Bill's Story

Bill (not his real name) just acquired a majority interest in a third-generation construction company. Bill’s parents had both been involved in day-to-day work with the business; Dad in operations and Mom with “the books”.

Dad was given the company by his parents and felt it was his baby literally saying, “This thing can’t live without me.”

Bill has a sister who has never really worked, although she’s on the company payroll. Bill’s Mom and Dad put everything into the business and never saved much for retirement. They’ve begun wintering in Arizona at a place they just bought.

Bill is feeling all kinds of pressure to deliver for everyone – family, community, employees and customers. He’s read the statistics: how many family businesses fail in the third generation.

He wants to please his mom and dad – make them proud. He knows they need money. He can’t fire his sister.

On top of all of this, Bill has an opportunity to buy a competitor in a nearby town. If he doesn’t buy that company he has heard that a regional company may buy them, and given their reputation, that could make it even tougher for Bill’s company to thrive going forward.

A friend of Bill’s has been a client of FBC’s for a number of years and suggested to Bill that he talk to someone on the FBC Team. Bill called the office and set up a lunch at the FBC office. During that introductory lunch Bill began to share his life story and the pressures he felt from all directions. 

Bill had never worn the “Majority Owner” hat before, and so expressed some real anxiety about whether he really has what it takes. Bill’s wife, Mary, was not at that first meeting, but FBC quickly got the sense that Bill and Mary may not be on the same page at all. Mary doesn’t work in the business, but has strong opinions about the business.

FBC quickly assessed that Bill had too many plates spinning. Through FBC’s Discovery process, the “plates” were identified and then prioritized. Together, they built a Timeline and Bill realized he didn’t have to solve everything TODAY. That realization was a big relief to Bill.

While he’d been able to bounce ideas off Mom and Dad along the way, he’d never had this kind of sounding board. He quickly grew to value and appreciate his “chats” with the FBC Team.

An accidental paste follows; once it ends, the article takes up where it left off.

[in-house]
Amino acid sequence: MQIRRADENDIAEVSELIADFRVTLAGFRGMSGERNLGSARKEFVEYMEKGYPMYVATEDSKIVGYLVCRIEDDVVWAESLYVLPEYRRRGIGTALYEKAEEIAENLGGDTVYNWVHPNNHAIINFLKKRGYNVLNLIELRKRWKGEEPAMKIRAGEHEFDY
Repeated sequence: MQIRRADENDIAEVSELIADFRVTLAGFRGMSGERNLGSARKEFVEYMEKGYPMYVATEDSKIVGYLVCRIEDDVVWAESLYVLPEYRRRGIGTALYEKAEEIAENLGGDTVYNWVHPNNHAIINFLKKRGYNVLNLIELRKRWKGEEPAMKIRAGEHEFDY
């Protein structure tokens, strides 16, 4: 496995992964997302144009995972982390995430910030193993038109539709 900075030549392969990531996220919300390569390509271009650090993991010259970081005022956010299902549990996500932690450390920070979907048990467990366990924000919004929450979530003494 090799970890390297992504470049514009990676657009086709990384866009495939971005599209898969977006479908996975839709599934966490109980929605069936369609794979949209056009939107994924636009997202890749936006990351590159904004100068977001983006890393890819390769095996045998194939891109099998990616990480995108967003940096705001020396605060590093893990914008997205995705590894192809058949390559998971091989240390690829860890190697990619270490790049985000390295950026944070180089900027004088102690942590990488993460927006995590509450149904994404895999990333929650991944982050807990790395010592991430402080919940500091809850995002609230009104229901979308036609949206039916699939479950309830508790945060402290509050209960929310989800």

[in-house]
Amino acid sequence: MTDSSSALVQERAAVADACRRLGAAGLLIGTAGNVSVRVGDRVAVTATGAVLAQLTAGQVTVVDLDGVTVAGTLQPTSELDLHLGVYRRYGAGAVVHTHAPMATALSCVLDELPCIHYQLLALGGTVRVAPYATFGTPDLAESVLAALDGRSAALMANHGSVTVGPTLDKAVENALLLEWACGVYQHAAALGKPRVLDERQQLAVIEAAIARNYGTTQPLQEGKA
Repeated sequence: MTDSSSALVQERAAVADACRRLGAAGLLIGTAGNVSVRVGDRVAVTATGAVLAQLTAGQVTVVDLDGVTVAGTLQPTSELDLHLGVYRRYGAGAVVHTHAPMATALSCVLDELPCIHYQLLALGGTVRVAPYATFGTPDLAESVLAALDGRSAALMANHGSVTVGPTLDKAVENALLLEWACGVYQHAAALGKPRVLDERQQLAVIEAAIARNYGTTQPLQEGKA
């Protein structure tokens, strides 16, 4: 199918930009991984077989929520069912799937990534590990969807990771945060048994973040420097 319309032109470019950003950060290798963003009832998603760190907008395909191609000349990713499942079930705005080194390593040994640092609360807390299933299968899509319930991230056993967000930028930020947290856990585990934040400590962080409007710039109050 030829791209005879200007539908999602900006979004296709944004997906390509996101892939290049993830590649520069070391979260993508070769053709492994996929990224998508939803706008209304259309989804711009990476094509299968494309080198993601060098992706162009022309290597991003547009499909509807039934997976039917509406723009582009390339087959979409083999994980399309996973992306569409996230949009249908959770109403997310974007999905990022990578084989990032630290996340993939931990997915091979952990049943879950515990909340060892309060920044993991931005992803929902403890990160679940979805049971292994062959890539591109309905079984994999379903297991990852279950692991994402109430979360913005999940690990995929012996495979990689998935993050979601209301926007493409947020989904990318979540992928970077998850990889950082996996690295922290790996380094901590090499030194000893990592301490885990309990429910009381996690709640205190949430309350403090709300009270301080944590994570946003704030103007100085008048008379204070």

Six months into their engagement, Bill came to the FBC Team and said he was not going to pursue the acquisition of the competitor. Through the monthly meetings with FBC, he had decided what plates he had to keep spinning and this acquisition wasn’t one of them.

Bill asked the FBC Team if they’d be willing to meet one-on-one with his sister. That meeting took place and it became clear to all that there were some issues more appropriately addressed by a licensed family therapist. She was able to make contact with someone FBC referred her to in a nearby town. She gave her permission to share this with Bill. Bill expressed how even that took a huge weight off his shoulders.

One of Bill’s big “aha” moments came when, as he was expressing to FBC the weight of the world on his shoulders, it dawned on him that the folks at FBC had seen dozens of family businesses experience what he experienced.

Part of what FBC brought to Bill was other “stories” to help Bill navigate his own story. Bill saw that the issues he faced were similar to the issues the others faced, and that if he regularly took this time with FBC to work ON his business, he was able to be more productive and a better leader IN his business.

At one of the meetings with FBC, Bill tossed out what seemed like a throw-away comment: “How can you place a value on these kinds of conversations?”

While some of the load has lightened, not everything is smooth sailing. Bill knows he needs to talk (or have the FBC Team “broker”) a conversation with Mom and Dad.

Between mom and dad financial concerns and increasing anxiety over their health, Bill feels like he’s becoming his parents’ parent. 

He’s expressed his thanks to FBC on numerous occasions, saying, “We talk about things in your conference room we don’t talk about anywhere else.”

The FBC Team has asked Bill to share a bit of his story at an upcoming Family Business Forum. Bill has agreed.

He now sees the value in having someone outside the business open up space for crucial conversations and also bring an outside/in perspective. He sees many other small family businesses wrestling with the same kind of family and business issues he’s faced.

Bill knows if these family businesses could just start these conversations, there would be a way forward to a hopeful vision for the future. Bill is more convinced than ever that small businesses are where jobs are created.

Bill is ready to pay forward his experience and share it with others. Bill has discovered a purpose that goes way beyond the survival of his third-generation family business.

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